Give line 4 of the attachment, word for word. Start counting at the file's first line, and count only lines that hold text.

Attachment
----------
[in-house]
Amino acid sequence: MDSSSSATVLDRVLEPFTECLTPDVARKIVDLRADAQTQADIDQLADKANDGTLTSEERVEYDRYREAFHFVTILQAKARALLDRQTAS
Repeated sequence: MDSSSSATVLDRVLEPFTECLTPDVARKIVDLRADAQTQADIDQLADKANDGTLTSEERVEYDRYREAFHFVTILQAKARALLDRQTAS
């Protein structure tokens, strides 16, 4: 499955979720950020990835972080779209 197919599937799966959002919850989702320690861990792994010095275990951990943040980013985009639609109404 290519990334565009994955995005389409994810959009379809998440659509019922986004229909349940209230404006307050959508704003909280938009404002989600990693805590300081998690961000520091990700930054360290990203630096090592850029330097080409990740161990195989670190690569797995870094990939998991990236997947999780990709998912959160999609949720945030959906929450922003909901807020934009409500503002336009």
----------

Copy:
């Protein structure tokens, strides 16, 4: 499955979720950020990835972080779209 197919599937799966959002919850989702320690861990792994010095275990951990943040980013985009639609109404 290519990334565009994955995005389409994810959009379809998440659509019922986004229909349940209230404006307050959508704003909280938009404002989600990693805590300081998690961000520091990700930054360290990203630096090592850029330097080409990740161990195989670190690569797995870094990939998991990236997947999780990709998912959160999609949720945030959906929450922003909901807020934009409500503002336009």